Despite its status as one of the most widely cited and recognizable art movements to come out of the early 20th century, Surrealism remains (perhaps appropriately) something of an enigma to contemporary art viewers. In some ways, it’s simply too strange—the paintings, sculptures, and writing that the loosely defined philosophy has produced appear to have little in common beyond an insistence on the part of their creators that they refer to the world of dreams and intuition. In this excerpt from Phaidon’s Art in Time, we look at some of the key works to emerge from this intense and variegated artistic ferment and how they relate to one another.
When poet André Breton defined Surrealism in the 1924 Manifesto of Surrealism, he described an attitude that scorned the logic of accepted hierarchies, conventions, and institutions—one that sought revolution beginning with the individual and extending to the political. According to the Surrealists, in focusing on the visible, tangible world, human civilization had ignored a world of other, superior (“sur”) realities that could be found through dreams and chance aspects of life, which they termed “the marvelous.”
Descended from Dada, Surrealism began in Paris and spread more widely and variously than any other movement of twentieth-century art: from Britain to the Czech Republic, from found objects to oil paintings to film. Dreams, as expressed by Freud, had the potential to overcome the oppressive “reign of logic” by allowing the impossible to seem feasible and the fantastic to appear real. Likewise, the states of infancy and madness were inspirational because they represented freedom from the constraints of etiquette and the prioritization of instinct over logic. Experimental techniques, including collaborative games, were key to the movement’s achievements.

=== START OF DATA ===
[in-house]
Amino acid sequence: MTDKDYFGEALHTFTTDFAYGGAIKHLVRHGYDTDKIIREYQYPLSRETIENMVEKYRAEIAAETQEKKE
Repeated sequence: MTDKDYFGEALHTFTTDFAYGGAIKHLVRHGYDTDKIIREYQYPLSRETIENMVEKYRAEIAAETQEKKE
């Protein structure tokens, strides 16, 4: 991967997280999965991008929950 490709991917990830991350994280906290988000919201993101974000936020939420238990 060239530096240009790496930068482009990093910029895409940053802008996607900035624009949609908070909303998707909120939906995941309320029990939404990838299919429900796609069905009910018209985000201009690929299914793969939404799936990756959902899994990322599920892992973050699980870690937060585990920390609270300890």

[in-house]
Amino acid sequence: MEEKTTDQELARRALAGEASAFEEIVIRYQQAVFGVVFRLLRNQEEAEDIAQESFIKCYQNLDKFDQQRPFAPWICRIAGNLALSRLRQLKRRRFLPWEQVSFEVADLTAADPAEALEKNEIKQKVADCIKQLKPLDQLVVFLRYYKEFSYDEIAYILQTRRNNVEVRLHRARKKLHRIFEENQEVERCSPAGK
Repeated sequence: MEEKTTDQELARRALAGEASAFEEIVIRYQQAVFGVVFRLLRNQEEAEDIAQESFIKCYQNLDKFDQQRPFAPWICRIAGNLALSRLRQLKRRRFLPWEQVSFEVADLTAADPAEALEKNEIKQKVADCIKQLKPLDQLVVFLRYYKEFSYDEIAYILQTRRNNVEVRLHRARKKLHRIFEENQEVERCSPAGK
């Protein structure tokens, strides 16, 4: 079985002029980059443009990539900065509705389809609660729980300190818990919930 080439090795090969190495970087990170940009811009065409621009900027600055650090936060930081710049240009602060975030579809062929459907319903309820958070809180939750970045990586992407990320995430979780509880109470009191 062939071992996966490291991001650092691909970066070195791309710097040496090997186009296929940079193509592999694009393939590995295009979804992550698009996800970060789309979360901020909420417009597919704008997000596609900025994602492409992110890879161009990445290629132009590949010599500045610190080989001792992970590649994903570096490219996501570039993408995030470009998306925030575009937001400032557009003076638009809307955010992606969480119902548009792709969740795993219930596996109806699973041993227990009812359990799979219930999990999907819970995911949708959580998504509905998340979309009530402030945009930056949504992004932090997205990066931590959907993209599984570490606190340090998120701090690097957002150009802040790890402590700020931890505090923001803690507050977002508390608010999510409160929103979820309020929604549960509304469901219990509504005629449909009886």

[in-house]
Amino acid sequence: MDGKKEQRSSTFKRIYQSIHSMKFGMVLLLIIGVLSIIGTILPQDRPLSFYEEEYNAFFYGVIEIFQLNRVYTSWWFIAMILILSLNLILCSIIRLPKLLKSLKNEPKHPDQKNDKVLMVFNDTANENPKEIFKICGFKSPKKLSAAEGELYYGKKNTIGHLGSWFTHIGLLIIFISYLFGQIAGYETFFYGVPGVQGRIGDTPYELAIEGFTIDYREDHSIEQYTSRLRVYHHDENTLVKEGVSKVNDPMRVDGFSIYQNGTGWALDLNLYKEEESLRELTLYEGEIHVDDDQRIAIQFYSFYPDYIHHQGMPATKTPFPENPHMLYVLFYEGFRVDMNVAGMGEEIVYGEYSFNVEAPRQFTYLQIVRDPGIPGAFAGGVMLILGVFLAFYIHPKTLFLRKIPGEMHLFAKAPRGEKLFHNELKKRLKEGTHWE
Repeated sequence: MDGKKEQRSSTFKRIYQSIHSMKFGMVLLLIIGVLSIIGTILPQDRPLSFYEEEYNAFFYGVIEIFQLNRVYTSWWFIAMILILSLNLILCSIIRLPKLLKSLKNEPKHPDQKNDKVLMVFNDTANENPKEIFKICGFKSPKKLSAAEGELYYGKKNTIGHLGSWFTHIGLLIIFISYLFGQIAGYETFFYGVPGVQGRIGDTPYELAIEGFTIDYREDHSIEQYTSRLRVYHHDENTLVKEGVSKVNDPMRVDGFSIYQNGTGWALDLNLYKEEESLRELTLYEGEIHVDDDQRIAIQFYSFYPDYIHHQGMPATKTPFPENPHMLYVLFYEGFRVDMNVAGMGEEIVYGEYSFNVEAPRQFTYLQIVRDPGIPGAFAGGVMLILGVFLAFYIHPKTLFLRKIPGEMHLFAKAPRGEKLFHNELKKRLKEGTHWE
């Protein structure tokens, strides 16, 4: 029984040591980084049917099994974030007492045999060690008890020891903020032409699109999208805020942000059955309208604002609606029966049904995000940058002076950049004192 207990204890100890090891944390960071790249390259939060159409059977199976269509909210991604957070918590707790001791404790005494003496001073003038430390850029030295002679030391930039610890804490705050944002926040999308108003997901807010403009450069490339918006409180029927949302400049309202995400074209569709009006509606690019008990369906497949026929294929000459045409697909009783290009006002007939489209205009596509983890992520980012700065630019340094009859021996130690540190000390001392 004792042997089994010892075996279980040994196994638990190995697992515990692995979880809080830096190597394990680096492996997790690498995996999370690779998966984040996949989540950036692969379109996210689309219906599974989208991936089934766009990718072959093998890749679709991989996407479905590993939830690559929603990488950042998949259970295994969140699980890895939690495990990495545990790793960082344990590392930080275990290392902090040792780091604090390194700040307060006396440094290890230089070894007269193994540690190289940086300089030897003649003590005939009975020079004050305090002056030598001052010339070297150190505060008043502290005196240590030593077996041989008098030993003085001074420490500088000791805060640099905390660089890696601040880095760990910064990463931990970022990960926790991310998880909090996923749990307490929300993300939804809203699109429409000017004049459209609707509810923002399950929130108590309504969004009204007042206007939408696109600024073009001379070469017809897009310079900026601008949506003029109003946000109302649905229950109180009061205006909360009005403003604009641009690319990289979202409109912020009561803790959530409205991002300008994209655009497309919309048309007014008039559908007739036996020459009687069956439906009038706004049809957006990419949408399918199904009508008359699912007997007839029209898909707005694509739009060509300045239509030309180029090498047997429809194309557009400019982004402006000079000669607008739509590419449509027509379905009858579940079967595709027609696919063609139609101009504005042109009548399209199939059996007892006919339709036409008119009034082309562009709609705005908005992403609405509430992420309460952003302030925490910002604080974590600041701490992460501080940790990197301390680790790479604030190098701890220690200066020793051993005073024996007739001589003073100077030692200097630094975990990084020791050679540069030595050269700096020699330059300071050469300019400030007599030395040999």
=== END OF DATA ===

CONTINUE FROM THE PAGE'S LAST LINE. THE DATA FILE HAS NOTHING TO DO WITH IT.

The first Surrealist experiments were linguistic and literary: it was in 1919 that Breton and Philippe Soupault first published their attempts at “automatic writing,” purportedly the dictation of pure, unmediated thought. Artists tried to find a visual equivalent to this spontaneity, but painting initially proved a challenge. The necessary preparation and techniques of painting on canvas seemed to threaten the immediacy that had been achieved in writing.
Artists responded in various ways, some concentrating on process, others on content. Max Ernst (1891– 1976) perfected the technique of collage and assemblage, fabricating scenes that appear strangely dramatic and yet ambiguous. In Object, by Meret Oppenheim (1913–85), an unexpected material is used to cover a familiar object and render it dysfunctional, creating an uncanny and somewhat sensual, tactile effect made all the more provocative by its creation by a female artist.
Nevertheless, it is for oil paintings that the movement is best known. While Joan Miró (1893–1983) developed a reductive and child-like language of indefinable signs to paint hallucinatory forms on a dream-like backdrop, paintings by Salvador Dalí (1904–89) and René Magritte (1898–1967) look like naturalistic depictions of dreams after the event, with peculiar juxtapositions that nevertheless seem entirely realistic on the level of perspective and form. However, they also contain important political and philosophical references.
In Dalí’s The Persistence of Memory, measurable time melts away, and in its place are memories and perceptions that begin in dreams but persist into the waking world. The Annunciation parodies the Catholic connotations of its title, replacing the Virgin and archangel with an evocative combination of objects, announcing the birth of something new and seemingly important, but in no way connected to religion.
The amoeba-like abstract forms painted so precisely and perhaps even scientifically by Yves Tanguy (1900–55), might seem initially to be life forms in the process of becoming something, but the title of the work suggests simultaneous construction and destruction. The resolution of opposites and the prizing of liminal states and ambiguities were key concerns of the Surrealists and helped in challenging an objective or definitive view of reality.